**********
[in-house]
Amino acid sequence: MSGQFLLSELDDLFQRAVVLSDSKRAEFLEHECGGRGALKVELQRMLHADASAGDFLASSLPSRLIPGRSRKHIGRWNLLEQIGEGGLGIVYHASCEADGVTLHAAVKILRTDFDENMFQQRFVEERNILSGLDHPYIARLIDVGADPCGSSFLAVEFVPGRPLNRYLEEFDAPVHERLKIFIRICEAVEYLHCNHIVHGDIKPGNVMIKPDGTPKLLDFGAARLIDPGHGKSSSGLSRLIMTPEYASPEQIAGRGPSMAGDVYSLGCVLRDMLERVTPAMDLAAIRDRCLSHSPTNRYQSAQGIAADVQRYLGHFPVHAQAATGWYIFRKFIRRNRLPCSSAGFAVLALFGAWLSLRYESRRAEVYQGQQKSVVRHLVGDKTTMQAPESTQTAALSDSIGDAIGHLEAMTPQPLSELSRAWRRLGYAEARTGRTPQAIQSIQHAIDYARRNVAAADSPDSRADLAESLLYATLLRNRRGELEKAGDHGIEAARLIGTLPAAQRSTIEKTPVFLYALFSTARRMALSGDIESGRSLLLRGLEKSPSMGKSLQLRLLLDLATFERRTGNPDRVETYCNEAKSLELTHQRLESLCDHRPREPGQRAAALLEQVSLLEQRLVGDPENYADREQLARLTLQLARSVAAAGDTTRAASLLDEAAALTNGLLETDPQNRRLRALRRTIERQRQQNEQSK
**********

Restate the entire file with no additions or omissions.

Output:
[in-house]
Amino acid sequence: MSGQFLLSELDDLFQRAVVLSDSKRAEFLEHECGGRGALKVELQRMLHADASAGDFLASSLPSRLIPGRSRKHIGRWNLLEQIGEGGLGIVYHASCEADGVTLHAAVKILRTDFDENMFQQRFVEERNILSGLDHPYIARLIDVGADPCGSSFLAVEFVPGRPLNRYLEEFDAPVHERLKIFIRICEAVEYLHCNHIVHGDIKPGNVMIKPDGTPKLLDFGAARLIDPGHGKSSSGLSRLIMTPEYASPEQIAGRGPSMAGDVYSLGCVLRDMLERVTPAMDLAAIRDRCLSHSPTNRYQSAQGIAADVQRYLGHFPVHAQAATGWYIFRKFIRRNRLPCSSAGFAVLALFGAWLSLRYESRRAEVYQGQQKSVVRHLVGDKTTMQAPESTQTAALSDSIGDAIGHLEAMTPQPLSELSRAWRRLGYAEARTGRTPQAIQSIQHAIDYARRNVAAADSPDSRADLAESLLYATLLRNRRGELEKAGDHGIEAARLIGTLPAAQRSTIEKTPVFLYALFSTARRMALSGDIESGRSLLLRGLEKSPSMGKSLQLRLLLDLATFERRTGNPDRVETYCNEAKSLELTHQRLESLCDHRPREPGQRAAALLEQVSLLEQRLVGDPENYADREQLARLTLQLARSVAAAGDTTRAASLLDEAAALTNGLLETDPQNRRLRALRRTIERQRQQNEQSK